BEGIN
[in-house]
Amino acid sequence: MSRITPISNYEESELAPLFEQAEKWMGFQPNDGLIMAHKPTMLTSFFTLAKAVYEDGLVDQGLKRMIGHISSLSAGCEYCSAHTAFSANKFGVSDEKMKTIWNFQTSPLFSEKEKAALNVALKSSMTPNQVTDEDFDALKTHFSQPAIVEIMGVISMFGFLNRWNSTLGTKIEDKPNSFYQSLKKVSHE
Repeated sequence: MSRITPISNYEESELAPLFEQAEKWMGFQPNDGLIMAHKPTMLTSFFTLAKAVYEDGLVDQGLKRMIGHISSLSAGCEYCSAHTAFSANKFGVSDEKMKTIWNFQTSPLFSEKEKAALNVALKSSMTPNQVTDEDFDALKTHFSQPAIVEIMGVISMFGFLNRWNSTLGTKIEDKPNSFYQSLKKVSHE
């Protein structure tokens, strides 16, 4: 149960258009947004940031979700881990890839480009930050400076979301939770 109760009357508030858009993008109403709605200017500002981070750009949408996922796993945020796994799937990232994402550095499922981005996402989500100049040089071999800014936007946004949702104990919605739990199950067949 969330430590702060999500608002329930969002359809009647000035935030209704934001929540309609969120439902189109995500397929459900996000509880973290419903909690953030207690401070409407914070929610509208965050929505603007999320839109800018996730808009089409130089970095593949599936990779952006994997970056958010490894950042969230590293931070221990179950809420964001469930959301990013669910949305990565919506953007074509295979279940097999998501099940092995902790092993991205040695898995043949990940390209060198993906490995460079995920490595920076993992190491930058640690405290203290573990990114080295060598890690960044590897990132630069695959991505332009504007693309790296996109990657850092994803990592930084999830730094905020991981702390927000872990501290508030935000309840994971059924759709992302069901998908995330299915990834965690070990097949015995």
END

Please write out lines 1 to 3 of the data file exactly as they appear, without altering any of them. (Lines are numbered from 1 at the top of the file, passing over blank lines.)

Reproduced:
[in-house]
Amino acid sequence: MSRITPISNYEESELAPLFEQAEKWMGFQPNDGLIMAHKPTMLTSFFTLAKAVYEDGLVDQGLKRMIGHISSLSAGCEYCSAHTAFSANKFGVSDEKMKTIWNFQTSPLFSEKEKAALNVALKSSMTPNQVTDEDFDALKTHFSQPAIVEIMGVISMFGFLNRWNSTLGTKIEDKPNSFYQSLKKVSHE
Repeated sequence: MSRITPISNYEESELAPLFEQAEKWMGFQPNDGLIMAHKPTMLTSFFTLAKAVYEDGLVDQGLKRMIGHISSLSAGCEYCSAHTAFSANKFGVSDEKMKTIWNFQTSPLFSEKEKAALNVALKSSMTPNQVTDEDFDALKTHFSQPAIVEIMGVISMFGFLNRWNSTLGTKIEDKPNSFYQSLKKVSHE